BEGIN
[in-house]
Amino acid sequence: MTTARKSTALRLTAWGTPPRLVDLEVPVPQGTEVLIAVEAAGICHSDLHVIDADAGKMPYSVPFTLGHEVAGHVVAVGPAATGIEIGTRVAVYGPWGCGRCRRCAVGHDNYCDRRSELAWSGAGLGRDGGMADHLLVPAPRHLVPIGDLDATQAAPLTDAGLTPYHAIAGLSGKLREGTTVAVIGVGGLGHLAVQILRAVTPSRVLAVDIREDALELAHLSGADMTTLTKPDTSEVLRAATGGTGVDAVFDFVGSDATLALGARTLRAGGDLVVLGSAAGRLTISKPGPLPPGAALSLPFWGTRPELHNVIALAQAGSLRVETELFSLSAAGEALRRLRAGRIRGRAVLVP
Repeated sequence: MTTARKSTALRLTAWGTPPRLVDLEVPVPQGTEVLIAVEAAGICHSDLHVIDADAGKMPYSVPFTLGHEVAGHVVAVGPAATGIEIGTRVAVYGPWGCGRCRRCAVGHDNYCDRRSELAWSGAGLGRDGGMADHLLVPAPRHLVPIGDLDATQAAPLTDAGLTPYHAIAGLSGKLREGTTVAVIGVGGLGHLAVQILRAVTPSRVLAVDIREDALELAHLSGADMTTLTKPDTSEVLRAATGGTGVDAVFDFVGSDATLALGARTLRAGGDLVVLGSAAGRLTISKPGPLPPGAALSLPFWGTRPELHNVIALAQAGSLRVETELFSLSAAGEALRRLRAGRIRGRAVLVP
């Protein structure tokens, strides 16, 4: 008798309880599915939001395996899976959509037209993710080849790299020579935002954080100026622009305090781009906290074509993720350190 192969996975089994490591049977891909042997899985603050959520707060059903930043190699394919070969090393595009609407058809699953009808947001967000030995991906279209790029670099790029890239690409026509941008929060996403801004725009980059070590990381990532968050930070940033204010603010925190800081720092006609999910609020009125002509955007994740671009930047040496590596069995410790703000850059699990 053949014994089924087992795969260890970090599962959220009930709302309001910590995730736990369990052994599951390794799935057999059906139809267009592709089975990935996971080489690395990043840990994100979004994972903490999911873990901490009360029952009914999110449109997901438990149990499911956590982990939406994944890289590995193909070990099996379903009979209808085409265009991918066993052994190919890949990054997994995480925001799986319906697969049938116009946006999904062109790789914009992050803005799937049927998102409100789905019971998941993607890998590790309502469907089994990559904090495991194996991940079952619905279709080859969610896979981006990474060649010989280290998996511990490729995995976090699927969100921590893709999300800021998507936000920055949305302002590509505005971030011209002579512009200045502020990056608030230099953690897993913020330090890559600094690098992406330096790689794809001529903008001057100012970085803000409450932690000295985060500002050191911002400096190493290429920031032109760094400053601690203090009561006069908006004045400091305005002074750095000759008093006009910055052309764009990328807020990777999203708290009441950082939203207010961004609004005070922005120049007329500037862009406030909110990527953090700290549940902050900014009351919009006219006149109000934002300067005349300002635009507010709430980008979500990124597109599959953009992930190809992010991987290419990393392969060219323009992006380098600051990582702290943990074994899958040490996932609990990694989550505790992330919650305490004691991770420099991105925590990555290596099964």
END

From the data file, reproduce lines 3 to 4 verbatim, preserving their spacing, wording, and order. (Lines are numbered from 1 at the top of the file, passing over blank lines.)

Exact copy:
Repeated sequence: MTTARKSTALRLTAWGTPPRLVDLEVPVPQGTEVLIAVEAAGICHSDLHVIDADAGKMPYSVPFTLGHEVAGHVVAVGPAATGIEIGTRVAVYGPWGCGRCRRCAVGHDNYCDRRSELAWSGAGLGRDGGMADHLLVPAPRHLVPIGDLDATQAAPLTDAGLTPYHAIAGLSGKLREGTTVAVIGVGGLGHLAVQILRAVTPSRVLAVDIREDALELAHLSGADMTTLTKPDTSEVLRAATGGTGVDAVFDFVGSDATLALGARTLRAGGDLVVLGSAAGRLTISKPGPLPPGAALSLPFWGTRPELHNVIALAQAGSLRVETELFSLSAAGEALRRLRAGRIRGRAVLVP
């Protein structure tokens, strides 16, 4: 008798309880599915939001395996899976959509037209993710080849790299020579935002954080100026622009305090781009906290074509993720350190 192969996975089994490591049977891909042997899985603050959520707060059903930043190699394919070969090393595009609407058809699953009808947001967000030995991906279209790029670099790029890239690409026509941008929060996403801004725009980059070590990381990532968050930070940033204010603010925190800081720092006609999910609020009125002509955007994740671009930047040496590596069995410790703000850059699990 053949014994089924087992795969260890970090599962959220009930709302309001910590995730736990369990052994599951390794799935057999059906139809267009592709089975990935996971080489690395990043840990994100979004994972903490999911873990901490009360029952009914999110449109997901438990149990499911956590982990939406994944890289590995193909070990099996379903009979209808085409265009991918066993052994190919890949990054997994995480925001799986319906697969049938116009946006999904062109790789914009992050803005799937049927998102409100789905019971998941993607890998590790309502469907089994990559904090495991194996991940079952619905279709080859969610896979981006990474060649010989280290998996511990490729995995976090699927969100921590893709999300800021998507936000920055949305302002590509505005971030011209002579512009200045502020990056608030230099953690897993913020330090890559600094690098992406330096790689794809001529903008001057100012970085803000409450932690000295985060500002050191911002400096190493290429920031032109760094400053601690203090009561006069908006004045400091305005002074750095000759008093006009910055052309764009990328807020990777999203708290009441950082939203207010961004609004005070922005120049007329500037862009406030909110990527953090700290549940902050900014009351919009006219006149109000934002300067005349300002635009507010709430980008979500990124597109599959953009992930190809992010991987290419990393392969060219323009992006380098600051990582702290943990074994899958040490996932609990990694989550505790992330919650305490004691991770420099991105925590990555290596099964």